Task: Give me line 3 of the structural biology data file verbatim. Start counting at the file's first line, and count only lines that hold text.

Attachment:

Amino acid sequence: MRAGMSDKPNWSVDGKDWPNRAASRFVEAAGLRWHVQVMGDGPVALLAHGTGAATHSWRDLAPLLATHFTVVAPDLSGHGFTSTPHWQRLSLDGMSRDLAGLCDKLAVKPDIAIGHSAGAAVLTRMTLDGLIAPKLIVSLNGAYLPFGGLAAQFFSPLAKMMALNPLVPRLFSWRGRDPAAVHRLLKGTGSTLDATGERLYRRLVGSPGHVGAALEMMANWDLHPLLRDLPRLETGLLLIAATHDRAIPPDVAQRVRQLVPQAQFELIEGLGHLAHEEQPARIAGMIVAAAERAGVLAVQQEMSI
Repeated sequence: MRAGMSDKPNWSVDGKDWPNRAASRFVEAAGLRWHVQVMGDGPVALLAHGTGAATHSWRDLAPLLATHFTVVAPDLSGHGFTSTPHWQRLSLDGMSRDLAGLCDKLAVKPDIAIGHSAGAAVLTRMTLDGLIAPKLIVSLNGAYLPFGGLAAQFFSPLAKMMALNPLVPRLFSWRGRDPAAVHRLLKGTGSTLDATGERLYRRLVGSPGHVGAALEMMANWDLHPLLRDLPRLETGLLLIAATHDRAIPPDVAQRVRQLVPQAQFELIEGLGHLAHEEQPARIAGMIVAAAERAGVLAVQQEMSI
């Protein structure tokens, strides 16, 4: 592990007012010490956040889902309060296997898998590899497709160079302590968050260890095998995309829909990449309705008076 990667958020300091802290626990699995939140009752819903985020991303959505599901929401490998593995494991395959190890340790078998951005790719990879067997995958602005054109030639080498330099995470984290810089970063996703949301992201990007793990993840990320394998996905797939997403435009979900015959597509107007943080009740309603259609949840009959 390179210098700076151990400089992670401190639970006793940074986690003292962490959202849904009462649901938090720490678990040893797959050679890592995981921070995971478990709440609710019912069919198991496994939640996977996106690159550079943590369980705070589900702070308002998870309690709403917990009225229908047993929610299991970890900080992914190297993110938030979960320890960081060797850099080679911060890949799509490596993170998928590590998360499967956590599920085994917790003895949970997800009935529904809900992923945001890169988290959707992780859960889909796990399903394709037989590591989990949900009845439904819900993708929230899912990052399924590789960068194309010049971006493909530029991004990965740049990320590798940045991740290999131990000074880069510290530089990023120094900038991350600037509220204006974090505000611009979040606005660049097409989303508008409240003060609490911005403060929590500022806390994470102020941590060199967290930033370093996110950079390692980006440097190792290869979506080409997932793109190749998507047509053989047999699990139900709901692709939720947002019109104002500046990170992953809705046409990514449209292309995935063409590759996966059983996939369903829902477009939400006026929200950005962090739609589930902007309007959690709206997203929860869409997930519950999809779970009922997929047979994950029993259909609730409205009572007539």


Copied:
């Protein structure tokens, strides 16, 4: 592990007012010490956040889902309060296997898998590899497709160079302590968050260890095998995309829909990449309705008076 990667958020300091802290626990699995939140009752819903985020991303959505599901929401490998593995494991395959190890340790078998951005790719990879067997995958602005054109030639080498330099995470984290810089970063996703949301992201990007793990993840990320394998996905797939997403435009979900015959597509107007943080009740309603259609949840009959 390179210098700076151990400089992670401190639970006793940074986690003292962490959202849904009462649901938090720490678990040893797959050679890592995981921070995971478990709440609710019912069919198991496994939640996977996106690159550079943590369980705070589900702070308002998870309690709403917990009225229908047993929610299991970890900080992914190297993110938030979960320890960081060797850099080679911060890949799509490596993170998928590590998360499967956590599920085994917790003895949970997800009935529904809900992923945001890169988290959707992780859960889909796990399903394709037989590591989990949900009845439904819900993708929230899912990052399924590789960068194309010049971006493909530029991004990965740049990320590798940045991740290999131990000074880069510290530089990023120094900038991350600037509220204006974090505000611009979040606005660049097409989303508008409240003060609490911005403060929590500022806390994470102020941590060199967290930033370093996110950079390692980006440097190792290869979506080409997932793109190749998507047509053989047999699990139900709901692709939720947002019109104002500046990170992953809705046409990514449209292309995935063409590759996966059983996939369903829902477009939400006026929200950005962090739609589930902007309007959690709206997203929860869409997930519950999809779970009922997929047979994950029993259909609730409205009572007539």